Iranian Premier Mohammed Mossadegh in 1953. The coup rid the US of the
left-leaning premier who'd nationalized a British oil company and put a puppet
ruler, Shah Reza Pahiavi, in power.
According to Cook, Khan achieved great power in Iran,
until a falling out with the Shah sent him into exile in London. From there he
lived an opulent lifestyle, directing his spies to gather damaging evidence
about the Shah's finances. In 1963, he entered the US; shortly afterwards, he
was able to document the Shah's theft of US foreign aid and bring this to the
attention of Congress and the Johnson administration.
Although his public discrediting of the Shah infuriated
certain elements of the US State Department (which believed the Shah was an
essential pillar of US interests in the Persian Gull), it undoubtedly also had
the blessing, if not the backing, of some elements within government and
There's certainly evidence that Khan was doing something
that the British and US governments perceived as worthwhile. In London, two
Scotland Yard detectives provided security for him, and he drove a Rolls Royce
with Washington DC plates. Once in the US, the House of Representatives filed a
bill to grant him political and economic relief from the oppression of the
Given Khan's background, political connections and
wealth, it's highly unusual that he would choose to serve the Kennedy campaign
as a local volunteer. The timing of his volunteer work is also strange. Although
he claimed to have "personally spent considerable time" at Kennedy
headquarters, in reality he'd only worked there four days (June 1-4).
Of course, none of these oddities render Khan guilty of
anything. But the question remains why the investigating agencies simply ignored
Khan's background as a master of espionage... was it because Khan might alert
the LAPD to conspiratorial leads that they were determined not to pursue?
Who had a motive?
Who hated Bobby Kennedy enough to have him murdered? RFK
began to accrue enemies during his brother's presidency (when he served as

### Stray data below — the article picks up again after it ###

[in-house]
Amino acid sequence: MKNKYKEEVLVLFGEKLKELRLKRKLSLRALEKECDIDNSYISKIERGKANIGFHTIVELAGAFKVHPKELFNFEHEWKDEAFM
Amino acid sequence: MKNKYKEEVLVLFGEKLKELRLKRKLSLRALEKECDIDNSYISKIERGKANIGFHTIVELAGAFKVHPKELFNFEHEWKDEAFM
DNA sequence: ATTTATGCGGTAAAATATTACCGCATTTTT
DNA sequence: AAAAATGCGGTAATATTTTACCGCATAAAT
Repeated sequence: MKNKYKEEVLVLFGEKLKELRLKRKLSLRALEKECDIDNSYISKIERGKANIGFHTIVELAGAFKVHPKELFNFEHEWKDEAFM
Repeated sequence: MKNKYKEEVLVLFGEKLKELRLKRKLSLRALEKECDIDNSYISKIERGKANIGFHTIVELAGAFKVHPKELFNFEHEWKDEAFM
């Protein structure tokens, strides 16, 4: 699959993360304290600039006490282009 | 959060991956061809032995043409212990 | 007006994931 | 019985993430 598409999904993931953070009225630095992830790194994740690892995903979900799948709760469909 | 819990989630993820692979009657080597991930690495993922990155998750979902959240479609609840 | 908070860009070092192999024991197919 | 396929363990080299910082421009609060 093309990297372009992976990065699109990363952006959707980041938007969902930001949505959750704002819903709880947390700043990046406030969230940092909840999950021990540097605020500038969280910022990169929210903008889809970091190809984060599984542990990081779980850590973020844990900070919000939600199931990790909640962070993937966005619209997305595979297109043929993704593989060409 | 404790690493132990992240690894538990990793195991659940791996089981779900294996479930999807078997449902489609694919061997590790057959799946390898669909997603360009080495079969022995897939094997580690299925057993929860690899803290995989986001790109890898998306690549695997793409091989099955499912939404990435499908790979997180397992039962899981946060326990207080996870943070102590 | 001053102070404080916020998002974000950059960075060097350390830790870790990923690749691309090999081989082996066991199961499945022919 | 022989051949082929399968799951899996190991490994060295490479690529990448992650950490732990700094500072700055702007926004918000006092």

attorney general). Both Kennedys angered some of the most powerful individuals
or groups in America, including:
* the Mafia, who'd been the victim of the
administration's unprecedented crackdown on organized crime (RFK had actually
deported New Orleans Mafia boss Carlos Marcello)
* FBI director J. Edgar Hoover, who'd been forced by the
attorney general to go after the Mafia (Hoover had denied for years that
organized crime existed and preferred to concentrate on eliminating
* elements of the CIA, who'd participated in the 1961
attempt to overthrow Fidel Castro at the Bay of Pigs (the Kennedy brothers who
felt they'd been misled by the CIA about the strength of Castro's forces refused
to send air support when the invaders met powerful resistance; afterwards, JFK
fired CIA director Allen Dulles, and Bobby Kennedy took on a role in CIA policy
that was anathema to some of the most swashbuckling CIA veterans)
The old animosities only increased when RFK announced
his candidacy for the Democratic nomination. Both his old enemies and several
new ones had a lot to lose from an RFK presidency. That list included:
* ex-Teamsters boss Jimmy Hoffa, whom RFK, as attorney
general, had sent to prison for jury tampering (if RFK became president, Hoffa
would have had to serve his entire thirteen year sentence, but President Nixon
* right-wing and racist groups, like the Ku Klux Klan,
who feared RFK's strong commitment to civil rights
* Southern California ranchers who feared Kennedy's
support of César Chavez and the United Farm Workers Union-and who, according to